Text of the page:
Cain on harassment claims: In long career, "Someone will complain"

Republican presidential candidate Herman Cain speaks after meeting with doctors attending the Docs4PatientCare conference in Alexandria, Va., Wednesday, Nov. 2, 2011. AP Photo/Cliff Owen

Herman Cain
Republican presidential candidate Herman Cain speaks at a conference Nov. 2, 2011.
AP Photo/Cliff Owen

Hours after the first of four accusers went public Monday with a specific account of sexual harassment alleged against Herman Cain while he was head of the National Restaurant Association in the 1990s, the presidential candidate e-mailed supporters a 917-word commentary chalking the controversy up to a long and successful career.

After outlining the rungs of the business ladder that led to his being named CEO of Godfather's Pizza and eventually his NRA tenure, Cain argued that he "can't even begin to recall how many conversations I had with people during that time, how many directives I gave, how much friendly banter might have taken place."

He went on to observe that "at some point during a career like this, someone will not like things you do, or how you do it. Someone will complain. That is just the nature of things if you've ever done much in your life."

"So once the editors of Politico started looking for people who would make claims against me, their chances of finding a few takers were probably about 100 percent," Cain continued. "These people will not give their names. The so-called 'witnesses' who purportedly corroborated their stories also will not give their names."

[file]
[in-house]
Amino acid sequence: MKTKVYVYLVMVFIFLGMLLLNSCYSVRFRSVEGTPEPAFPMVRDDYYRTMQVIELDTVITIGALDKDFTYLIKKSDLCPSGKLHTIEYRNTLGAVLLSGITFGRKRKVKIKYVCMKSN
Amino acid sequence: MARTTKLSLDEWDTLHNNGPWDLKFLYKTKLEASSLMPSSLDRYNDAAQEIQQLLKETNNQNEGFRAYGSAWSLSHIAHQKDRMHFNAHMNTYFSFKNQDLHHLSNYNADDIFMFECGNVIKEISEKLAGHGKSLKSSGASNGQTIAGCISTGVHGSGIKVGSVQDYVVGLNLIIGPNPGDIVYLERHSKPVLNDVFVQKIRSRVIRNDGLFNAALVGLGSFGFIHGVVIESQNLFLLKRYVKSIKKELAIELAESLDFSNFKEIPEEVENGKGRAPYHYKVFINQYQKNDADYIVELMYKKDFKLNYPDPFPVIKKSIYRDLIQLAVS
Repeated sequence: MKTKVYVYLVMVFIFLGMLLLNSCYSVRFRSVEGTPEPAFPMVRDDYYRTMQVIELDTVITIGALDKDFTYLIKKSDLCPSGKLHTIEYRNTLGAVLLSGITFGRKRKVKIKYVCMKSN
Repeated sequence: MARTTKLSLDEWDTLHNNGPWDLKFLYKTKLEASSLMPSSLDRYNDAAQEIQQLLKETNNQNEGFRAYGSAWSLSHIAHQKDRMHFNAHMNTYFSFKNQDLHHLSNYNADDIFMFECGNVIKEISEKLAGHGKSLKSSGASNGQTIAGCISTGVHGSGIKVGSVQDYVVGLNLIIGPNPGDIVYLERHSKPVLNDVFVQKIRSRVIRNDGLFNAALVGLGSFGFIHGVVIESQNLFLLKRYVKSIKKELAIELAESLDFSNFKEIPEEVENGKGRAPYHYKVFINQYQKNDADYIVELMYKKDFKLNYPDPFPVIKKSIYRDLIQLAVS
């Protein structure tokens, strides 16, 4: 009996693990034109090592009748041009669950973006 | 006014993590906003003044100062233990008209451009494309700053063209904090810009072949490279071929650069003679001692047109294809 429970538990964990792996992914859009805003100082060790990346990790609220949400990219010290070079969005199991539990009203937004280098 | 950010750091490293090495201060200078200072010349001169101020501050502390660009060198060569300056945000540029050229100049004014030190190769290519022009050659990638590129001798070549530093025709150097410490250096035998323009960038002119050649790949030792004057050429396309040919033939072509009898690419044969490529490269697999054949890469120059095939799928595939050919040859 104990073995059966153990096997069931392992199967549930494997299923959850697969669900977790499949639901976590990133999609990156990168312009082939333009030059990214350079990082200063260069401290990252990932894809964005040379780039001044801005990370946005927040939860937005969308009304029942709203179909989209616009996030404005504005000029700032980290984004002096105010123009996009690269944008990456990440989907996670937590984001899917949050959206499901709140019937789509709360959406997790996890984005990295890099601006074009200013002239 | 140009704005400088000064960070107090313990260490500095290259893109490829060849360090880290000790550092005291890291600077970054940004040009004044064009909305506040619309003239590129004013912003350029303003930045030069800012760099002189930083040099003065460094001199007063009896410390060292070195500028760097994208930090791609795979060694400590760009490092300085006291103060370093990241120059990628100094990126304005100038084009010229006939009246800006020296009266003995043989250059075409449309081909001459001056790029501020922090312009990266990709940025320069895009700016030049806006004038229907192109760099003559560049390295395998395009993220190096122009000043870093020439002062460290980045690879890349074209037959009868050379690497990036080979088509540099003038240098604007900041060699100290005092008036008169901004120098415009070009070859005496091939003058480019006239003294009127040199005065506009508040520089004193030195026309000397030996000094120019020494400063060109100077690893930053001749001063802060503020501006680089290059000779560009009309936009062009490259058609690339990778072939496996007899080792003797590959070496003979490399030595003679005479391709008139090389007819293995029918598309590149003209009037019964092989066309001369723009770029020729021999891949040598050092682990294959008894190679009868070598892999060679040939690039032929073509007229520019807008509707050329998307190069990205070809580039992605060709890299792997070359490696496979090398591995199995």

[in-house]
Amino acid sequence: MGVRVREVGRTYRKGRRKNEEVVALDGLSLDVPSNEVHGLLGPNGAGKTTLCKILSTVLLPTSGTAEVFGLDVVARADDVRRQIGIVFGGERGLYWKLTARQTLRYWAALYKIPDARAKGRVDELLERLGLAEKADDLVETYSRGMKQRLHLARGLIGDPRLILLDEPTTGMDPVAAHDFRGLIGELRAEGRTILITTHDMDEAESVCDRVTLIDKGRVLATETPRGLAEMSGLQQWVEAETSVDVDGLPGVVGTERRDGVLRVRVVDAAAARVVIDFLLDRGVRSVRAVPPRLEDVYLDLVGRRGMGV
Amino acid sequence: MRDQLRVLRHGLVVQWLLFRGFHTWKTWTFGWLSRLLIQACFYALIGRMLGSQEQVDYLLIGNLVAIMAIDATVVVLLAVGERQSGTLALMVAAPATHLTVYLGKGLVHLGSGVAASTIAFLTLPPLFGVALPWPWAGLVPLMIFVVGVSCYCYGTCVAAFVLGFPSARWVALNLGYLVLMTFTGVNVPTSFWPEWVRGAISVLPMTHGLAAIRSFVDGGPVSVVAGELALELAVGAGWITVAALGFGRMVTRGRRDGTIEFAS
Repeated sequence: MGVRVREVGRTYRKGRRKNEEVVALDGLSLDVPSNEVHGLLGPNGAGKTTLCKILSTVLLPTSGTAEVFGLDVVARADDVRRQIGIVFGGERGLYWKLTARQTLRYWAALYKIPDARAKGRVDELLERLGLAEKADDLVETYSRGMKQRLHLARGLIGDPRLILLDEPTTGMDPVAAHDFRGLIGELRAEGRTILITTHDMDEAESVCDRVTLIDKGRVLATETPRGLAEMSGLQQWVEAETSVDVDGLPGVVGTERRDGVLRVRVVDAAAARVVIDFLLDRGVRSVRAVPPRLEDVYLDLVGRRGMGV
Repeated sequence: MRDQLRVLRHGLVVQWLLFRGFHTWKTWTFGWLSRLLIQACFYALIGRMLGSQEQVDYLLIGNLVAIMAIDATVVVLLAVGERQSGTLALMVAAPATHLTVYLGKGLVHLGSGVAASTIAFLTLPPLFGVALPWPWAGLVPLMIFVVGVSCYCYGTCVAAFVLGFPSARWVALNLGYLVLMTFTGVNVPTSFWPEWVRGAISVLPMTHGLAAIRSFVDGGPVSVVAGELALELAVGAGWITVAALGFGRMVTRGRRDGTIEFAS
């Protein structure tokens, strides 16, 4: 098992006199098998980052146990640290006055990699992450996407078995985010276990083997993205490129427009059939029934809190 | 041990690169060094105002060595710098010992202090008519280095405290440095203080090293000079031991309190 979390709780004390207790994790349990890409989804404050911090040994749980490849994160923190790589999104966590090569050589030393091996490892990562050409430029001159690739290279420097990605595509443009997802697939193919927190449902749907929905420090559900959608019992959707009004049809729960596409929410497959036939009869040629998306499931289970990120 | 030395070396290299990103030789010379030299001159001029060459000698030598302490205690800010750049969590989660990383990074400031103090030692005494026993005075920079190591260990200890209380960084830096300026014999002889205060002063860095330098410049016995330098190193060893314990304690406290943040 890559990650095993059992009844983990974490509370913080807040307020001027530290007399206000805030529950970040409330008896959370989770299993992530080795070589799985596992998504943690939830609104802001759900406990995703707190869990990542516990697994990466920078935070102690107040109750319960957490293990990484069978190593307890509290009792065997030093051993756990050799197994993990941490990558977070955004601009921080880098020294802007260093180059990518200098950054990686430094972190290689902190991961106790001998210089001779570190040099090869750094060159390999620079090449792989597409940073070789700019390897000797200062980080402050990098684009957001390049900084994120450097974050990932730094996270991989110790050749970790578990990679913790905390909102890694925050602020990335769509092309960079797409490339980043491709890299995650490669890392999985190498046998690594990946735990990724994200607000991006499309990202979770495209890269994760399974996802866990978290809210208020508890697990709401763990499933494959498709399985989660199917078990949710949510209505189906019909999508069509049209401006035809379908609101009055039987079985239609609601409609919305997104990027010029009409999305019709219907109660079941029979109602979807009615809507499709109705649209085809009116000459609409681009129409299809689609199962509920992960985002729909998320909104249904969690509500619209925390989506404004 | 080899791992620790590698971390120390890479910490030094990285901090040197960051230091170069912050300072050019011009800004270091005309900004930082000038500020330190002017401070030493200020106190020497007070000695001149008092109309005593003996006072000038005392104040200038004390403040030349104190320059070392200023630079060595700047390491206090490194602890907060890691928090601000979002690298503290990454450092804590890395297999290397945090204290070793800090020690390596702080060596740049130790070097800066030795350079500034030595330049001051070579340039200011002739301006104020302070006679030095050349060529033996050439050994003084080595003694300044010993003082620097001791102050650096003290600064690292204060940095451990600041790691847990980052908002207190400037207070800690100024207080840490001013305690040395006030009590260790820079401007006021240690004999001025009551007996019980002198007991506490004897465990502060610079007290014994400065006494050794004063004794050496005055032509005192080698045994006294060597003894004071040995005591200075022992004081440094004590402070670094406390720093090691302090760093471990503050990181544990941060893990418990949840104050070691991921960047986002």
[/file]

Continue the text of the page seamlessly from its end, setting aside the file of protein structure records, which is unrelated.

In fact, Sharon Bialek, one of four accusers, came forward in a press conference Monday morning in New York City to outline an incident in 1997 in which Cain allegedly tried to bargain a job for Bialek in exchange for sex. Bialek had previously worked at the National Restaurant Association.

But Cain said he's not going to play by "the media's rules," and admonished political strategists who have suggested he come forth with his own account of the allegations against him. Recently, Cain has dodged media inquiries of the subject; in a post-debate press conference Saturday night, he told reporters he wouldn't answer questions about the matter ever again.

In the e-mail to supporters, Cain lamented, "when you haven't 'calmed the firestorm' - if only because the people wielding the blow-torches have no intention of putting them out - more experts are put on the air to say this proves you are 'not ready for prime time.' Maybe that would matter if I was trying out for the cast of Saturday Night Live. But this should be a slightly more serious undertaking than that."

  • Lindsey Boerma On Twitter»

    Lindsey Boerma is senior video producer for CBSNews.com.

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